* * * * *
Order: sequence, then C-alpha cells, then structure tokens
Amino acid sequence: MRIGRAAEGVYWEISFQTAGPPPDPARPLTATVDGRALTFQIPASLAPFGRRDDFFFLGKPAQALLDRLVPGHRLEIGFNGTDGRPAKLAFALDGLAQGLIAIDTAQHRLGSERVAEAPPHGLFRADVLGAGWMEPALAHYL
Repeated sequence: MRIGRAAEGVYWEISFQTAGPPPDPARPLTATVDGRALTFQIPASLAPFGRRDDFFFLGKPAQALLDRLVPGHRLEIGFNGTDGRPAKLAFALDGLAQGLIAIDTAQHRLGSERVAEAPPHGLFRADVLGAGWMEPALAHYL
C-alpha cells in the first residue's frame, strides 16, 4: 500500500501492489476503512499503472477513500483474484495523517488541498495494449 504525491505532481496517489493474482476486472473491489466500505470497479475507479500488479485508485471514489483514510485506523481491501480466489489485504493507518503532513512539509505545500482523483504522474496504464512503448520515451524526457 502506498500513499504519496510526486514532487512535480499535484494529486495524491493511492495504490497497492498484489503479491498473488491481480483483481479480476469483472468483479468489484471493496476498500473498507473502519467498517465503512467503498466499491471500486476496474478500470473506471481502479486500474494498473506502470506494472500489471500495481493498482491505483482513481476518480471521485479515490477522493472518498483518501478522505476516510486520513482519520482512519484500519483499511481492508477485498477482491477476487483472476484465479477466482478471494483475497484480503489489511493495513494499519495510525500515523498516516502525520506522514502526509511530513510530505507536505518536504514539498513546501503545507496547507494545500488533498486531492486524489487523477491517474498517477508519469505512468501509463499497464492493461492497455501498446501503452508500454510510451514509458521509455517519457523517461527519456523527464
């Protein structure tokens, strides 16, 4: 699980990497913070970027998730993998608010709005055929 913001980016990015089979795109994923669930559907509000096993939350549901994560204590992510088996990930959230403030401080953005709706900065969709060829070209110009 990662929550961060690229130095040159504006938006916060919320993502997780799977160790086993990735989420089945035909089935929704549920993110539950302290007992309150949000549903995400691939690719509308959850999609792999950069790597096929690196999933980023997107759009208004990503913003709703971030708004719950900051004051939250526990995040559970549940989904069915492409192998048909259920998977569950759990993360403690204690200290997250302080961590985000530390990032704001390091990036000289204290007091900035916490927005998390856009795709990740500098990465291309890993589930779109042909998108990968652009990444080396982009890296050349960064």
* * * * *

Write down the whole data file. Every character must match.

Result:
Order: sequence, then C-alpha cells, then structure tokens
Amino acid sequence: MRIGRAAEGVYWEISFQTAGPPPDPARPLTATVDGRALTFQIPASLAPFGRRDDFFFLGKPAQALLDRLVPGHRLEIGFNGTDGRPAKLAFALDGLAQGLIAIDTAQHRLGSERVAEAPPHGLFRADVLGAGWMEPALAHYL
Repeated sequence: MRIGRAAEGVYWEISFQTAGPPPDPARPLTATVDGRALTFQIPASLAPFGRRDDFFFLGKPAQALLDRLVPGHRLEIGFNGTDGRPAKLAFALDGLAQGLIAIDTAQHRLGSERVAEAPPHGLFRADVLGAGWMEPALAHYL
C-alpha cells in the first residue's frame, strides 16, 4: 500500500501492489476503512499503472477513500483474484495523517488541498495494449 504525491505532481496517489493474482476486472473491489466500505470497479475507479500488479485508485471514489483514510485506523481491501480466489489485504493507518503532513512539509505545500482523483504522474496504464512503448520515451524526457 502506498500513499504519496510526486514532487512535480499535484494529486495524491493511492495504490497497492498484489503479491498473488491481480483483481479480476469483472468483479468489484471493496476498500473498507473502519467498517465503512467503498466499491471500486476496474478500470473506471481502479486500474494498473506502470506494472500489471500495481493498482491505483482513481476518480471521485479515490477522493472518498483518501478522505476516510486520513482519520482512519484500519483499511481492508477485498477482491477476487483472476484465479477466482478471494483475497484480503489489511493495513494499519495510525500515523498516516502525520506522514502526509511530513510530505507536505518536504514539498513546501503545507496547507494545500488533498486531492486524489487523477491517474498517477508519469505512468501509463499497464492493461492497455501498446501503452508500454510510451514509458521509455517519457523517461527519456523527464
């Protein structure tokens, strides 16, 4: 699980990497913070970027998730993998608010709005055929 913001980016990015089979795109994923669930559907509000096993939350549901994560204590992510088996990930959230403030401080953005709706900065969709060829070209110009 990662929550961060690229130095040159504006938006916060919320993502997780799977160790086993990735989420089945035909089935929704549920993110539950302290007992309150949000549903995400691939690719509308959850999609792999950069790597096929690196999933980023997107759009208004990503913003709703971030708004719950900051004051939250526990995040559970549940989904069915492409192998048909259920998977569950759990993360403690204690200290997250302080961590985000530390990032704001390091990036000289204290007091900035916490927005998390856009795709990740500098990465291309890993589930779109042909998108990968652009990444080396982009890296050349960064």